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Predictive understanding of ecosystem response to change has become a pressing societal need in the Anthropocene, and requires integration across disciplines, spatial scales, and timeframes. Developing a framework for understanding how different biological systems interact over time is a major challenge in biology. The National Science Foundation-funded EMergent Ecosystem Responses to ChanGE (EMERGE) Biology Integration Institute aims to develop such a framework by integrating research, training, and high-resolution field and laboratory measurements across 15 scientific subdisciplines–including ecology, physiology, genetics, biogeochemistry, remote sensing, and modeling–across 14 institutions, in order to understand ecosystem-climate feedbacks in Stordalen Mire, a thawing permafrost peatland in arctic Sweden. Rapid warming in the Arctic is driving permafrost thaw, and new availability of formerly-frozen soil carbon for cycling and release to the atmosphere, representing a potentially large but poorly constrained accelerant of climate change.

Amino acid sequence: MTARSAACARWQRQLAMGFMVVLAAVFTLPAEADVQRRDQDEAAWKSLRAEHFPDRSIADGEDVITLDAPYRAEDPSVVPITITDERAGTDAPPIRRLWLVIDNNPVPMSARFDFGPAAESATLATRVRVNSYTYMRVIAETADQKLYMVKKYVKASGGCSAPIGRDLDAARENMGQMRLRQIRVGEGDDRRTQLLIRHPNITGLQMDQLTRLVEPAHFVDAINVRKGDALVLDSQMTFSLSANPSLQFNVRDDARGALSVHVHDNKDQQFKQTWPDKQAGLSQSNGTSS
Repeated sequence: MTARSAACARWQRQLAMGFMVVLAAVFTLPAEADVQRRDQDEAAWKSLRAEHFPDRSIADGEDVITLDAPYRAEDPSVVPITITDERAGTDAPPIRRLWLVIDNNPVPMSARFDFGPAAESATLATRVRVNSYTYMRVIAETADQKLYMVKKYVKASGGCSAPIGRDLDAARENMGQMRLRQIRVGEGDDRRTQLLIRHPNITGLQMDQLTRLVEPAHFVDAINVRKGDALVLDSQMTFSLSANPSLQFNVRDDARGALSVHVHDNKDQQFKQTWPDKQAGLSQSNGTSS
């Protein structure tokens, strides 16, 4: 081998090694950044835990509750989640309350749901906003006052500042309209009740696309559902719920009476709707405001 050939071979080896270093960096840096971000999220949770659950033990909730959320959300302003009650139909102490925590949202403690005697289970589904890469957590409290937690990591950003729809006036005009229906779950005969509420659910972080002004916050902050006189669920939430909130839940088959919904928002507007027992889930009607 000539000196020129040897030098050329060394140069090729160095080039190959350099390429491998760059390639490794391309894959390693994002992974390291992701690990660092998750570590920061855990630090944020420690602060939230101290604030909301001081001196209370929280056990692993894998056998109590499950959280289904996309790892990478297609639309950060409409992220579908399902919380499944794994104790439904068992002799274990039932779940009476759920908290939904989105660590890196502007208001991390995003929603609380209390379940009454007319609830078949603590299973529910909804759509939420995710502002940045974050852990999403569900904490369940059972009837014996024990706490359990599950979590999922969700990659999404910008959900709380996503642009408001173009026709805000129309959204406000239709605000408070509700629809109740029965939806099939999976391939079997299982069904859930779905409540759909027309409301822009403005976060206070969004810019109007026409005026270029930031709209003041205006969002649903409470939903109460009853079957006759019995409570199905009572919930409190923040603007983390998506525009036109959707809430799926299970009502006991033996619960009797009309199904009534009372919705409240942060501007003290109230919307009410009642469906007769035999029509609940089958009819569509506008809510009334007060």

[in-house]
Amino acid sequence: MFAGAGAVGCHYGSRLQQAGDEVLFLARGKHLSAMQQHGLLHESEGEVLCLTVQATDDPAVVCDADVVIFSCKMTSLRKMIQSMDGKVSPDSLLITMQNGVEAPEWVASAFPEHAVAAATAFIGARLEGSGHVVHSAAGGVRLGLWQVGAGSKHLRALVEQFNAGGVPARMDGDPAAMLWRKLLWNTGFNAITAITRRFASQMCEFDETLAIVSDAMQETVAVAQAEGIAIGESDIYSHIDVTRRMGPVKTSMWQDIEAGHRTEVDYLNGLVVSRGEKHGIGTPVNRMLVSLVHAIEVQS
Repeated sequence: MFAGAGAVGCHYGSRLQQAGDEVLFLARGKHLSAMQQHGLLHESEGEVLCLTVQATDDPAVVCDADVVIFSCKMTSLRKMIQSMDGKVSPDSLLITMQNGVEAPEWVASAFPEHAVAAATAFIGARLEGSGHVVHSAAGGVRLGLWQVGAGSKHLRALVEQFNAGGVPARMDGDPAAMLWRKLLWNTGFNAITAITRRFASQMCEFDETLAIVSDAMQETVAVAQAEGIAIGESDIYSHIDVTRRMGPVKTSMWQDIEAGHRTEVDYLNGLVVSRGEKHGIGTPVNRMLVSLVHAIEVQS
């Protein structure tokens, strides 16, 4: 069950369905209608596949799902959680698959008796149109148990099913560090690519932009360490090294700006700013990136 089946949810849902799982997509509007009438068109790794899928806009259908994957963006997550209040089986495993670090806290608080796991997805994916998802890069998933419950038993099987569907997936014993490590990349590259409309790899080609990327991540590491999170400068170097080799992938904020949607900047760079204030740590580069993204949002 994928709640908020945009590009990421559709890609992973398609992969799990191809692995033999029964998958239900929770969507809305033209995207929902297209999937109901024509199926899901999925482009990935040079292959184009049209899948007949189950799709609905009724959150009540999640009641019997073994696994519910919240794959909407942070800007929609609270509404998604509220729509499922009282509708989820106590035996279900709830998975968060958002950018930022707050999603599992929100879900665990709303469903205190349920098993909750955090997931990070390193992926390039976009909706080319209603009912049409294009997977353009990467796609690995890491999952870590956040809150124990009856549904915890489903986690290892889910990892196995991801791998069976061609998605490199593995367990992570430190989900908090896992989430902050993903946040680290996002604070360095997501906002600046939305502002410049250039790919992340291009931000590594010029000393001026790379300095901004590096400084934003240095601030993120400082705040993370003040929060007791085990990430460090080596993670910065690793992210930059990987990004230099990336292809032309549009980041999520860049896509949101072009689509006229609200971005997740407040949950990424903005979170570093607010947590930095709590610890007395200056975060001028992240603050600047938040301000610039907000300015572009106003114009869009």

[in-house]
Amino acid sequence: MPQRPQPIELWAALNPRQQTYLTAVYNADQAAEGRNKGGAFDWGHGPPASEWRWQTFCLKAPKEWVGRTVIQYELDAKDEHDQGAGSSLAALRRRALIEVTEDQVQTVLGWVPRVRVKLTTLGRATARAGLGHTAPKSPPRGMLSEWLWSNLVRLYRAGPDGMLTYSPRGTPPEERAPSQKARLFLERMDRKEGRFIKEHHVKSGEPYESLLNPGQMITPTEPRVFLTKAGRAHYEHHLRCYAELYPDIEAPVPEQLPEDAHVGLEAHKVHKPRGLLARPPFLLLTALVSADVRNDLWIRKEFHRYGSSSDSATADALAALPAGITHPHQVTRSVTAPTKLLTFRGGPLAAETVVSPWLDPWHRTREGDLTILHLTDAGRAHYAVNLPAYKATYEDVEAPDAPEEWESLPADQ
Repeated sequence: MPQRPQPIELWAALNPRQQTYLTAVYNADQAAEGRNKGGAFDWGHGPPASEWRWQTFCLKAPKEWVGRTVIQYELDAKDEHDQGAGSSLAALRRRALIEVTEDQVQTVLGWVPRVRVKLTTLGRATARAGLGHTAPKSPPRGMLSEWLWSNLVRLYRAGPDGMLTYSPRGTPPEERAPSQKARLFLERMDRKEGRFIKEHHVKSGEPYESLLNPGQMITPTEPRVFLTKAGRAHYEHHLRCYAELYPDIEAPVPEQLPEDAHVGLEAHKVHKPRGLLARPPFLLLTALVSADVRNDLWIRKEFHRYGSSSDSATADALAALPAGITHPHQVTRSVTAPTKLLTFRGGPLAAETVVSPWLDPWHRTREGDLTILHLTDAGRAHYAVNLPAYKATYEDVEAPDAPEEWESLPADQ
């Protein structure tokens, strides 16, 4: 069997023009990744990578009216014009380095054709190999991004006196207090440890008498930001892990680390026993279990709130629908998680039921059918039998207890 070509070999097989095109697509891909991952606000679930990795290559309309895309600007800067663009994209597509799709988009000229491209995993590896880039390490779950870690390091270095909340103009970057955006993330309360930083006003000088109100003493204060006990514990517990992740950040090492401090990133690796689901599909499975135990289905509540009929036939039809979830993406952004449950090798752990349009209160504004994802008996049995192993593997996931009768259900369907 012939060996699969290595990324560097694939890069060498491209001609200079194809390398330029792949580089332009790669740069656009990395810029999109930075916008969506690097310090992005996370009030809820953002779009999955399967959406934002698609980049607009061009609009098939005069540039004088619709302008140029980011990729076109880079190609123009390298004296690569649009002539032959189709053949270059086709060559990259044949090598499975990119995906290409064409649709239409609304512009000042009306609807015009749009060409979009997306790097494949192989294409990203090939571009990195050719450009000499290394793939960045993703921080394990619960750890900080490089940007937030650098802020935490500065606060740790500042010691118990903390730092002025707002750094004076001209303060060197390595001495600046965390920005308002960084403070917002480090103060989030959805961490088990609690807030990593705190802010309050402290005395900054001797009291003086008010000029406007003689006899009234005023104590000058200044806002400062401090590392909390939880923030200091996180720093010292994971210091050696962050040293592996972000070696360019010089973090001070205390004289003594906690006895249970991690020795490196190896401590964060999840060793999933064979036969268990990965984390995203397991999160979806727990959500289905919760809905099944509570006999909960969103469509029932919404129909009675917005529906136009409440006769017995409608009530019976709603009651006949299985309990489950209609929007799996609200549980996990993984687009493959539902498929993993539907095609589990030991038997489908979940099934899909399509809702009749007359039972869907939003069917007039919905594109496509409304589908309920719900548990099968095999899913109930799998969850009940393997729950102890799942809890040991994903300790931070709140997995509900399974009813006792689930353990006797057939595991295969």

EMERGE examines biological interactions and their responses to change by employing a ‘genes-to-ecosystems-to-genes’ (G2E2G) approach. Specifically, the team investigates how the genetic and metabolic features of microbial communities, and their biotic and abiotic interactions, give rise to ecosystem outputs (the ‘genes-to-ecosystems’ paradigm), specifically carbon gas emissions, and how ecosystems in turn impact gene expression and allele frequencies via the “3 As” of acclimation, assembly, and adaptation (here, the ‘ecosystems-to-genes’ feedback). EMERGE’s teamwork is built upon best practices of effective team science, and EMERGE’s research is tightly connected to education and training designed to broaden participation and forge the next generation of cutting-edge integrative biologists. All EMERGE members also engage in outreach, to ensure that insights from this taxpayer-funded research are broadly and openly shared with the scientific community and the public.